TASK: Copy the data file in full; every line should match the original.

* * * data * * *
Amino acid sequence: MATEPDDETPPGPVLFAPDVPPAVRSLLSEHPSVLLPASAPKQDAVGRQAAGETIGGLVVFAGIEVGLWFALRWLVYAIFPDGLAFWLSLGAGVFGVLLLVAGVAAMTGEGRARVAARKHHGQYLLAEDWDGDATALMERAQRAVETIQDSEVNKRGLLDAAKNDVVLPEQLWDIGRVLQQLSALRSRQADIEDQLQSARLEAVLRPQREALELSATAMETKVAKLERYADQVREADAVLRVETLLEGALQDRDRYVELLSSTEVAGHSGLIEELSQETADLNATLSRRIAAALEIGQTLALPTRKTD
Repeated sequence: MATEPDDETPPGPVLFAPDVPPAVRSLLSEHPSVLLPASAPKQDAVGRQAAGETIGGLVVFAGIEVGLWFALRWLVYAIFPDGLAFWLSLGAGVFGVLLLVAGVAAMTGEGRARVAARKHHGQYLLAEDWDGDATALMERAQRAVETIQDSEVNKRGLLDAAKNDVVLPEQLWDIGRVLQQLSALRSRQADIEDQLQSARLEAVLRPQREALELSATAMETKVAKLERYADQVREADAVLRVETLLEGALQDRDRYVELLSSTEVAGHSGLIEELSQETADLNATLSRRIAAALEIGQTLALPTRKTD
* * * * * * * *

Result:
Amino acid sequence: MATEPDDETPPGPVLFAPDVPPAVRSLLSEHPSVLLPASAPKQDAVGRQAAGETIGGLVVFAGIEVGLWFALRWLVYAIFPDGLAFWLSLGAGVFGVLLLVAGVAAMTGEGRARVAARKHHGQYLLAEDWDGDATALMERAQRAVETIQDSEVNKRGLLDAAKNDVVLPEQLWDIGRVLQQLSALRSRQADIEDQLQSARLEAVLRPQREALELSATAMETKVAKLERYADQVREADAVLRVETLLEGALQDRDRYVELLSSTEVAGHSGLIEELSQETADLNATLSRRIAAALEIGQTLALPTRKTD
Repeated sequence: MATEPDDETPPGPVLFAPDVPPAVRSLLSEHPSVLLPASAPKQDAVGRQAAGETIGGLVVFAGIEVGLWFALRWLVYAIFPDGLAFWLSLGAGVFGVLLLVAGVAAMTGEGRARVAARKHHGQYLLAEDWDGDATALMERAQRAVETIQDSEVNKRGLLDAAKNDVVLPEQLWDIGRVLQQLSALRSRQADIEDQLQSARLEAVLRPQREALELSATAMETKVAKLERYADQVREADAVLRVETLLEGALQDRDRYVELLSSTEVAGHSGLIEELSQETADLNATLSRRIAAALEIGQTLALPTRKTD